|Related Articles: LGBT, All|
Memoirs of a Gaysian
Room for Squares
by Philip Wong on Sep 21, 2007
The disco lights were flashing. The fog machine in full effect. Music was blaring from the speakers and the crowd was bouncing happily along. A stranger grabbed my wrist and whispered the sweetest nothing in my ear, “Hi, I think you’re the most beautiful looking thing here.” Aside from feeling somewhat like I was in an outdoor market, I was in heaven. Then all of a sudden…kerplunk: “Where are you from?”
I was taken aback; where was I that my appearance would prompt such beguilement? I’m from San Francisco, but I guess even in a city of roughly 800,000, where close to a third of the population is Asian and more than 15% is gay, a face like mine might still seem an anomaly. So I half muttered “San Francisco, thank you.” And somehow, amid the jingle jangle of mandolins and gongs, he was still able to question, “No really, I mean originally.”
“Oh, you mean originally? Well originally, I’m from the planet Fu Manchu. I like to do math and eat cats.” What did he want me to say? He probably wouldn’t have appreciated what I really had in mind, so I smiled weakly and turned away. It’s surprising how often something like this happens because this isn’t some foreign harbor and he was no sailor. I am not Cio Cio San and he was definitely no Pinkerton. Deep down, we Asians (and I suspect the same can be said for all minorities) don’t enjoy being made to feel like some exotic jungle house pet or ornament.
I guess I was asking for it though. What else did I expect from going to a self-proclaimed Asian paradise? Certainly, I thought maybe I’d meet men of the same creed. Maybe my knight in terra-cotta armor. It never occurred to me that I’d be made to feel like some porcelain China doll. Up until that point, I had always regarded the term “gaysian” as my favorite of all urban portmanteaus. Mainly because that is what I suppose I am and, judging from a night out at Club Dragon, there are a lot of us.
You see, far from being a derogatory term, "gaysian" simply means gay and asian, or so I thought. Realistically, we’d be hard-pressed to argue that there isn’t some sort of Orientalism attached to it somehow. After all, what need would there be to define ourselves as Asian if not for some implied purpose of maximum marketability?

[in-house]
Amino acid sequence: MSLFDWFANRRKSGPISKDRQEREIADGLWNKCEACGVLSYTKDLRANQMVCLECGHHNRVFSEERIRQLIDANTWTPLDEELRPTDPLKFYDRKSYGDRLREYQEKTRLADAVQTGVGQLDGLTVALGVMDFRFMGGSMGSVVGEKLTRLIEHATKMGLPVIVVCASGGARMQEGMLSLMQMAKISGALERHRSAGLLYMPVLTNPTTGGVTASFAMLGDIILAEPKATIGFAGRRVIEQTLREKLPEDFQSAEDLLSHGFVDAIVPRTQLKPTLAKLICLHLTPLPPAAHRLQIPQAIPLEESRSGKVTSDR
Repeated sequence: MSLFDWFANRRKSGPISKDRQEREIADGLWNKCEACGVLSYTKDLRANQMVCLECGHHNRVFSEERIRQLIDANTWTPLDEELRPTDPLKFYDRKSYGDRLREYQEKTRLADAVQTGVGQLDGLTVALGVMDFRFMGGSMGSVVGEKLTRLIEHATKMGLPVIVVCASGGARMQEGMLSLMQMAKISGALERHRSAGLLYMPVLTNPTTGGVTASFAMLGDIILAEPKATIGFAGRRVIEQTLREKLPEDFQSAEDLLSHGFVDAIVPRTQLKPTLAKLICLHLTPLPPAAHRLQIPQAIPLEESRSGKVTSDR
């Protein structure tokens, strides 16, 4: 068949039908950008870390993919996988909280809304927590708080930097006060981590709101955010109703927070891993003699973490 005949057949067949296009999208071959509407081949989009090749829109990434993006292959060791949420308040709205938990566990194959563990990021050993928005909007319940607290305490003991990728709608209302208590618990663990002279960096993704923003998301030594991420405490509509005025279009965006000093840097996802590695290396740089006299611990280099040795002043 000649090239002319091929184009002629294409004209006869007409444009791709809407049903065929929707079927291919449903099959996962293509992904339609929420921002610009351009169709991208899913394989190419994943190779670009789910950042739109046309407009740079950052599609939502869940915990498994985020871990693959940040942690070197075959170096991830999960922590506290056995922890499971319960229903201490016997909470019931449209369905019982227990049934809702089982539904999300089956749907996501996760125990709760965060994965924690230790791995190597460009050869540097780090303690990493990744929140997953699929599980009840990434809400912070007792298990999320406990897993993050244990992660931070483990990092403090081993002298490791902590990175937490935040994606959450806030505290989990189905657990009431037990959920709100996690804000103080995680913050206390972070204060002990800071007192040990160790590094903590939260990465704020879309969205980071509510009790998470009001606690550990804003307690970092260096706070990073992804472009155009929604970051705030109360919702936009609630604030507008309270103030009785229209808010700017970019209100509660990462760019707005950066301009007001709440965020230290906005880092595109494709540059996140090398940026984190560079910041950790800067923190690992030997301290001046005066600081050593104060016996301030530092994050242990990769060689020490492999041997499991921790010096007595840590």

As sexual a culture as gay culture is, we term everything by its most discernable and desirable trait so as to better capitalize and categorize it for fetish niche. And accordingly, the term “gaysian” will play its role in what Edward Said’s postcolonial studies described as 'the Eurocentric ideals of a masculine west and a feminized east'. In most confrontations like the one I described above between myself and Mr. Xenophiliac, there is invariably some implicit game of master and slave, of the conqueror and the conquered, and, to put it simply, of top and bottom.
Romantically we want to take attraction at face value, but the cynics in us say that sex and power are the basest of human desires. And as such, relationships between two human males from backgrounds with a history of Imperialism will inevitably fall into the game of would-be jingoism. It’s like when people decorate their rooms with the Buddha. The Buddha is a religious figurehead to millions of people, not something you put in your meditation room to feel "zen".
That’s not to say that “East is East and West is West, and never the twain shall meet,” as Rudyard Kipling once said; that’d only be half the story. He continues: “But there is neither East nor West, Border, nor Breed, nor Birth, when two strong men stand face to face.” As gaysian Americans, many of us stand as testaments to that. We prefer foie gras on dates but like to eat rice at home. Just don’t expect us to cook it for you.
by Philip Wong on Sep 21, 2007